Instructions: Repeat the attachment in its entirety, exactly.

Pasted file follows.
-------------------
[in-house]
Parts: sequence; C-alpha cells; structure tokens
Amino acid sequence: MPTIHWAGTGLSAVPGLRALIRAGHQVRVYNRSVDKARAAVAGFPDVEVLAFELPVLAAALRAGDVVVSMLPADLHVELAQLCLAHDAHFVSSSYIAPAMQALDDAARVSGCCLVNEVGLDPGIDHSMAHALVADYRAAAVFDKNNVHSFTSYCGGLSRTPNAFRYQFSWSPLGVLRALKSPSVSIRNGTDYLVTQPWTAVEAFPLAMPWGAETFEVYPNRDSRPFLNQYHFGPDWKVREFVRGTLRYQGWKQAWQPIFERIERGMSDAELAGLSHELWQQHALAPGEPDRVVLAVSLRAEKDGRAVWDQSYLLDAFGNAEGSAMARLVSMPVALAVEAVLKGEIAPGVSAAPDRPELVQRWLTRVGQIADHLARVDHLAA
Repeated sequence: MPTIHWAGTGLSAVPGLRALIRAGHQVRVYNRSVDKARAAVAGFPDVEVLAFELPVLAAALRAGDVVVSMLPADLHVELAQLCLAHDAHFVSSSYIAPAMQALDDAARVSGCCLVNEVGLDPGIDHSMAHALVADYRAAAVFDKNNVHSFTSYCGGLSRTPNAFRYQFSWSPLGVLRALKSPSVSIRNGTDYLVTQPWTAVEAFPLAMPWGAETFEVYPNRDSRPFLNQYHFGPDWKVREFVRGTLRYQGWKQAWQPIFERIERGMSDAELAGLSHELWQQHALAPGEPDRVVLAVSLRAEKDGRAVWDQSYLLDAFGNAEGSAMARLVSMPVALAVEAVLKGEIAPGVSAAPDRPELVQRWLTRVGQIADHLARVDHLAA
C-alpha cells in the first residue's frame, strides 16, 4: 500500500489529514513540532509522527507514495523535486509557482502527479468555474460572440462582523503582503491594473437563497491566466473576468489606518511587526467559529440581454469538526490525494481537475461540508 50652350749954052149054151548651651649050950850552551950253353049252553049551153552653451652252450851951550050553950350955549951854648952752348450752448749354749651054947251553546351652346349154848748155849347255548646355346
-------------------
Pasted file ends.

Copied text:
[in-house]
Parts: sequence; C-alpha cells; structure tokens
Amino acid sequence: MPTIHWAGTGLSAVPGLRALIRAGHQVRVYNRSVDKARAAVAGFPDVEVLAFELPVLAAALRAGDVVVSMLPADLHVELAQLCLAHDAHFVSSSYIAPAMQALDDAARVSGCCLVNEVGLDPGIDHSMAHALVADYRAAAVFDKNNVHSFTSYCGGLSRTPNAFRYQFSWSPLGVLRALKSPSVSIRNGTDYLVTQPWTAVEAFPLAMPWGAETFEVYPNRDSRPFLNQYHFGPDWKVREFVRGTLRYQGWKQAWQPIFERIERGMSDAELAGLSHELWQQHALAPGEPDRVVLAVSLRAEKDGRAVWDQSYLLDAFGNAEGSAMARLVSMPVALAVEAVLKGEIAPGVSAAPDRPELVQRWLTRVGQIADHLARVDHLAA
Repeated sequence: MPTIHWAGTGLSAVPGLRALIRAGHQVRVYNRSVDKARAAVAGFPDVEVLAFELPVLAAALRAGDVVVSMLPADLHVELAQLCLAHDAHFVSSSYIAPAMQALDDAARVSGCCLVNEVGLDPGIDHSMAHALVADYRAAAVFDKNNVHSFTSYCGGLSRTPNAFRYQFSWSPLGVLRALKSPSVSIRNGTDYLVTQPWTAVEAFPLAMPWGAETFEVYPNRDSRPFLNQYHFGPDWKVREFVRGTLRYQGWKQAWQPIFERIERGMSDAELAGLSHELWQQHALAPGEPDRVVLAVSLRAEKDGRAVWDQSYLLDAFGNAEGSAMARLVSMPVALAVEAVLKGEIAPGVSAAPDRPELVQRWLTRVGQIADHLARVDHLAA
C-alpha cells in the first residue's frame, strides 16, 4: 500500500489529514513540532509522527507514495523535486509557482502527479468555474460572440462582523503582503491594473437563497491566466473576468489606518511587526467559529440581454469538526490525494481537475461540508 50652350749954052149054151548651651649050950850552551950253353049252553049551153552653451652252450851951550050553950350955549951854648952752348450752448749354749651054947251553546351652346349154848748155849347255548646355346